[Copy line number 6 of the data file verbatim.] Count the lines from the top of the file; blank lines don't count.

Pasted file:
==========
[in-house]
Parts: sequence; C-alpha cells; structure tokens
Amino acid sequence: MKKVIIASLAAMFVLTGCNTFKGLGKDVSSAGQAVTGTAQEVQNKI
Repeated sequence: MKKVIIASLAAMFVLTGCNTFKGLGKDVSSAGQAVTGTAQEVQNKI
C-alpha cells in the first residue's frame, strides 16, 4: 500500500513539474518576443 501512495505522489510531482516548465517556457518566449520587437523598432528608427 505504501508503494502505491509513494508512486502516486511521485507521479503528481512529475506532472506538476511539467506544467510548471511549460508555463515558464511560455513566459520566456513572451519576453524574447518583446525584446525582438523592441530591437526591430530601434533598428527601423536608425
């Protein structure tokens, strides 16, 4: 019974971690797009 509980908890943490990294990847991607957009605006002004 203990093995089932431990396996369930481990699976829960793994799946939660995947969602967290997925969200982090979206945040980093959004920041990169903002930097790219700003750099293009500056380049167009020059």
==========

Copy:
């Protein structure tokens, strides 16, 4: 019974971690797009 509980908890943490990294990847991607957009605006002004 203990093995089932431990396996369930481990699976829960793994799946939660995947969602967290997925969200982090979206945040980093959004920041990169903002930097790219700003750099293009500056380049167009020059």